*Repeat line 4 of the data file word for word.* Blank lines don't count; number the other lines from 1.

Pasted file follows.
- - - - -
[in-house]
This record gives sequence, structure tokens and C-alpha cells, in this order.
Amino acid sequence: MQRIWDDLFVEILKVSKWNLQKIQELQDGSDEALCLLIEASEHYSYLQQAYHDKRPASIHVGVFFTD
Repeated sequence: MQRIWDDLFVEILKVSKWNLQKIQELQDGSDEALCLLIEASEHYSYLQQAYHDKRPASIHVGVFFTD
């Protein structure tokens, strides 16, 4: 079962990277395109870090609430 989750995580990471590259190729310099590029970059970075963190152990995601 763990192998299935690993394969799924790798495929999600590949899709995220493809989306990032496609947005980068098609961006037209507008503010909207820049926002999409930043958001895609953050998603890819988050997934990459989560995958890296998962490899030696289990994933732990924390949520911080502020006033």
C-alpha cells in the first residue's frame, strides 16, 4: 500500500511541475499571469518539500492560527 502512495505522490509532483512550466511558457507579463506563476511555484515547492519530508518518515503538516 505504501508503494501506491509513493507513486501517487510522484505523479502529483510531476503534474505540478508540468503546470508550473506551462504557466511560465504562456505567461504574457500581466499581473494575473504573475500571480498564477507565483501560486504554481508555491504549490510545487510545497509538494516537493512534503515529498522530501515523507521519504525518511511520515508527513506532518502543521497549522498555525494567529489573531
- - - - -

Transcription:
Repeated sequence: MQRIWDDLFVEILKVSKWNLQKIQELQDGSDEALCLLIEASEHYSYLQQAYHDKRPASIHVGVFFTD